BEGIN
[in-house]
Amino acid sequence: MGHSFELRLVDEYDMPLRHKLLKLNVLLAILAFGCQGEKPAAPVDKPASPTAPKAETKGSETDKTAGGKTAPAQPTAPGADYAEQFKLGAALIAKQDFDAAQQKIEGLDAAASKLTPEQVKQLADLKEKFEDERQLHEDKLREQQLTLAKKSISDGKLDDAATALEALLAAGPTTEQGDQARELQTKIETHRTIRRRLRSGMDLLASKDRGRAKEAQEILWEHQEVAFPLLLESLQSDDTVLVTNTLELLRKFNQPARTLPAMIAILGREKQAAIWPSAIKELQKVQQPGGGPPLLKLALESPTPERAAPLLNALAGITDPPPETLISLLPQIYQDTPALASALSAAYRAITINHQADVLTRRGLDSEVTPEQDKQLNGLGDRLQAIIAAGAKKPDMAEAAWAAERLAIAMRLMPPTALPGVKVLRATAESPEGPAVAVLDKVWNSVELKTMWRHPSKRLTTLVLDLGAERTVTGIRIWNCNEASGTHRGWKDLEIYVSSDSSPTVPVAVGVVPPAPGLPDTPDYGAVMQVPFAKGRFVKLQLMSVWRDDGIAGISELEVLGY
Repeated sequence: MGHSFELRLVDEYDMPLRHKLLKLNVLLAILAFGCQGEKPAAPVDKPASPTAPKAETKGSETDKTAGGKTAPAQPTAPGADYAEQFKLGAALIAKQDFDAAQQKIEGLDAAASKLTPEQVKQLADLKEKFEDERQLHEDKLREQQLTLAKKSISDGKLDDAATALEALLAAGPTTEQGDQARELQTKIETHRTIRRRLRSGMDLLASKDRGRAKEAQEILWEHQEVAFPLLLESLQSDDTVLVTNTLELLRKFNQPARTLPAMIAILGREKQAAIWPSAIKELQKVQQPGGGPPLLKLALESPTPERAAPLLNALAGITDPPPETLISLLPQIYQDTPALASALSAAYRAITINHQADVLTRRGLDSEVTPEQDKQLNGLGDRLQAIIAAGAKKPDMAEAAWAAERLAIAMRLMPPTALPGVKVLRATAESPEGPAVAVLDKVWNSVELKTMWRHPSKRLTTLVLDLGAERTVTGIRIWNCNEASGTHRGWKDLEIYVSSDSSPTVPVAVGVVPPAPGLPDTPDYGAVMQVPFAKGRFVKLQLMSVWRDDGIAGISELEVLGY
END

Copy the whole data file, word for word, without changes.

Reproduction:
[in-house]
Amino acid sequence: MGHSFELRLVDEYDMPLRHKLLKLNVLLAILAFGCQGEKPAAPVDKPASPTAPKAETKGSETDKTAGGKTAPAQPTAPGADYAEQFKLGAALIAKQDFDAAQQKIEGLDAAASKLTPEQVKQLADLKEKFEDERQLHEDKLREQQLTLAKKSISDGKLDDAATALEALLAAGPTTEQGDQARELQTKIETHRTIRRRLRSGMDLLASKDRGRAKEAQEILWEHQEVAFPLLLESLQSDDTVLVTNTLELLRKFNQPARTLPAMIAILGREKQAAIWPSAIKELQKVQQPGGGPPLLKLALESPTPERAAPLLNALAGITDPPPETLISLLPQIYQDTPALASALSAAYRAITINHQADVLTRRGLDSEVTPEQDKQLNGLGDRLQAIIAAGAKKPDMAEAAWAAERLAIAMRLMPPTALPGVKVLRATAESPEGPAVAVLDKVWNSVELKTMWRHPSKRLTTLVLDLGAERTVTGIRIWNCNEASGTHRGWKDLEIYVSSDSSPTVPVAVGVVPPAPGLPDTPDYGAVMQVPFAKGRFVKLQLMSVWRDDGIAGISELEVLGY
Repeated sequence: MGHSFELRLVDEYDMPLRHKLLKLNVLLAILAFGCQGEKPAAPVDKPASPTAPKAETKGSETDKTAGGKTAPAQPTAPGADYAEQFKLGAALIAKQDFDAAQQKIEGLDAAASKLTPEQVKQLADLKEKFEDERQLHEDKLREQQLTLAKKSISDGKLDDAATALEALLAAGPTTEQGDQARELQTKIETHRTIRRRLRSGMDLLASKDRGRAKEAQEILWEHQEVAFPLLLESLQSDDTVLVTNTLELLRKFNQPARTLPAMIAILGREKQAAIWPSAIKELQKVQQPGGGPPLLKLALESPTPERAAPLLNALAGITDPPPETLISLLPQIYQDTPALASALSAAYRAITINHQADVLTRRGLDSEVTPEQDKQLNGLGDRLQAIIAAGAKKPDMAEAAWAAERLAIAMRLMPPTALPGVKVLRATAESPEGPAVAVLDKVWNSVELKTMWRHPSKRLTTLVLDLGAERTVTGIRIWNCNEASGTHRGWKDLEIYVSSDSSPTVPVAVGVVPPAPGLPDTPDYGAVMQVPFAKGRFVKLQLMSVWRDDGIAGISELEVLGY